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Transient population dynamics impede restoration and may promote ecosystem transformation after disturbance

Author(s): Robert K. Shriver, Caitlin M. Andrews, Robert S. Arkle, David M Barnard, Michael C. Duniway, Matthew J. Germino, David S. Pilliod, David A. Pyke, Justin L. Welty, John Bradford
Year Published: 2019

The apparent failure of ecosystems to recover from increasingly widespread disturbance is a global concern. Despite growing focus on factors inhibiting resilience and restoration, we still know very little about how demographic and population processes influence recovery. Using inverse and forward demographic modelling of 531 post‐fire sagebrush populations across the western US, we show that demographic processes during recovery from seeds do not initially lead to population growth but rather to years of population decline, low density, and risk of extirpation after disturbance and restoration, even at sites with potential to support long‐term, stable populations. Changes in population structure, and resulting transient population dynamics, lead to a > 50% decline in population growth rate after disturbance and significant reductions in population density. Our results indicate that demographic processes influence the recovery of ecosystems from disturbance and that demographic analyses can be used by resource managers to anticipate ecological transformation risk.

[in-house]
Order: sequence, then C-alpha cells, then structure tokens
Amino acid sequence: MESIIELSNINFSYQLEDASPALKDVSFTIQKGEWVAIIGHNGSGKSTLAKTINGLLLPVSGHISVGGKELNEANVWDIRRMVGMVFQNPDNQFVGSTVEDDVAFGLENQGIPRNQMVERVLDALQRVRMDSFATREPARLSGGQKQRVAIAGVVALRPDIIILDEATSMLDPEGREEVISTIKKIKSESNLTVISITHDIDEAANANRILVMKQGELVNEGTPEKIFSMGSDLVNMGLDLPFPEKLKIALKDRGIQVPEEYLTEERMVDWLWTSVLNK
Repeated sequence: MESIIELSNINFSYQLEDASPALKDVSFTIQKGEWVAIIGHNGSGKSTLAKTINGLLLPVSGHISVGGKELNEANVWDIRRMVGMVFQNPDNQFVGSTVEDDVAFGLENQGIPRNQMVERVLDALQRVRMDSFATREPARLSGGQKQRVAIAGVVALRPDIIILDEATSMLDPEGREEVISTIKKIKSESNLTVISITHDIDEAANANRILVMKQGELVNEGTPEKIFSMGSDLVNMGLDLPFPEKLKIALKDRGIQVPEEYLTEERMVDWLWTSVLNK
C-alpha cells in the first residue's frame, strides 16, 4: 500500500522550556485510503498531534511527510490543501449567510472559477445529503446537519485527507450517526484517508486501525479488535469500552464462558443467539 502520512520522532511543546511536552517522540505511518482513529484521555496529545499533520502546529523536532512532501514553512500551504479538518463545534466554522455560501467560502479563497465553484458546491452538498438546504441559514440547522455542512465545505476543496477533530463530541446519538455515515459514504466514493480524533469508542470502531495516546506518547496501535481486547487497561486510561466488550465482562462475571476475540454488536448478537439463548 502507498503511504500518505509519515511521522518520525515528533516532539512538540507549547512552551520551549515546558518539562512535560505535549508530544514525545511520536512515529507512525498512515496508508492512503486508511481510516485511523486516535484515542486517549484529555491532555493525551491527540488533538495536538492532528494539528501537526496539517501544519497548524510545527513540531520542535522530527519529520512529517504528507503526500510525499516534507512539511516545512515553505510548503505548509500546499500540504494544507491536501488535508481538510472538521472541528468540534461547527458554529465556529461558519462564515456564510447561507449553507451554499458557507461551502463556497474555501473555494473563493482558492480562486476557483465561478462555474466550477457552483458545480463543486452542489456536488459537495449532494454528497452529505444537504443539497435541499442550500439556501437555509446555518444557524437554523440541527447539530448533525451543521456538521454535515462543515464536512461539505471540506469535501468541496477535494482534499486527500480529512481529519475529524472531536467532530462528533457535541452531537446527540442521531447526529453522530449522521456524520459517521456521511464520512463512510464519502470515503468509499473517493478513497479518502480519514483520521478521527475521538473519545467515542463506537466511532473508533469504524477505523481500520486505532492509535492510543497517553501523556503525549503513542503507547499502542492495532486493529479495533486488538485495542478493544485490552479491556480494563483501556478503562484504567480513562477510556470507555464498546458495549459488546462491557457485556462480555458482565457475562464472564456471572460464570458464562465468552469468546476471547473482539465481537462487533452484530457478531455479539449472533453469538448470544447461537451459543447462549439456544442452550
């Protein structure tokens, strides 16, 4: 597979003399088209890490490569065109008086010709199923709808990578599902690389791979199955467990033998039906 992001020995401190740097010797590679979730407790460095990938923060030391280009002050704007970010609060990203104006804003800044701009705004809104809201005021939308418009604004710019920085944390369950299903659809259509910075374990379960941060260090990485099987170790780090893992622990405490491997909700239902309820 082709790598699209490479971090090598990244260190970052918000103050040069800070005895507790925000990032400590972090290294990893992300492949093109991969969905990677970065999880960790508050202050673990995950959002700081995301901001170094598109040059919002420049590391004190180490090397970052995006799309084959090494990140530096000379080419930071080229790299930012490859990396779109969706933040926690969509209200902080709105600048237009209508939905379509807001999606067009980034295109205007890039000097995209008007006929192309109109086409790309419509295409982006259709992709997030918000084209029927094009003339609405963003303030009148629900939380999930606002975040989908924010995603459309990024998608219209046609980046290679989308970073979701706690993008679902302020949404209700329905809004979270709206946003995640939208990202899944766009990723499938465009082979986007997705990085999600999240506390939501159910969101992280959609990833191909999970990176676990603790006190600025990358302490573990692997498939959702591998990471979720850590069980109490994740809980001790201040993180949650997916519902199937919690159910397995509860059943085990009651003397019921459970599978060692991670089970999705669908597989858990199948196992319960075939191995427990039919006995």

Citation: Shriver, Robert K.; Andrews, Caitlin M.; Arkle, Robert S.; Barnard, David M.; Duniway, Michael C.; Germino, Matthew J.; Pilliod, David S.; Pyke, David A.; Welty, Justin L.; Bradford, John B. 2019. Transient population dynamics impede restoration and may promote ecosystem transformation after disturbance. Ecology Letters 22(9):1357-1366. https://doi.org/10.1111/ele.13291
Topic(s): Post-fire Management, Post-fire Rehabilitation, Seeding, Recovery after fire, Restoration
Ecosystem(s): None
Document Type: Book or Chapter or Journal Article
NRFSN number: 20172
FRAMES RCS number: 58289
Record updated: Oct 21, 2019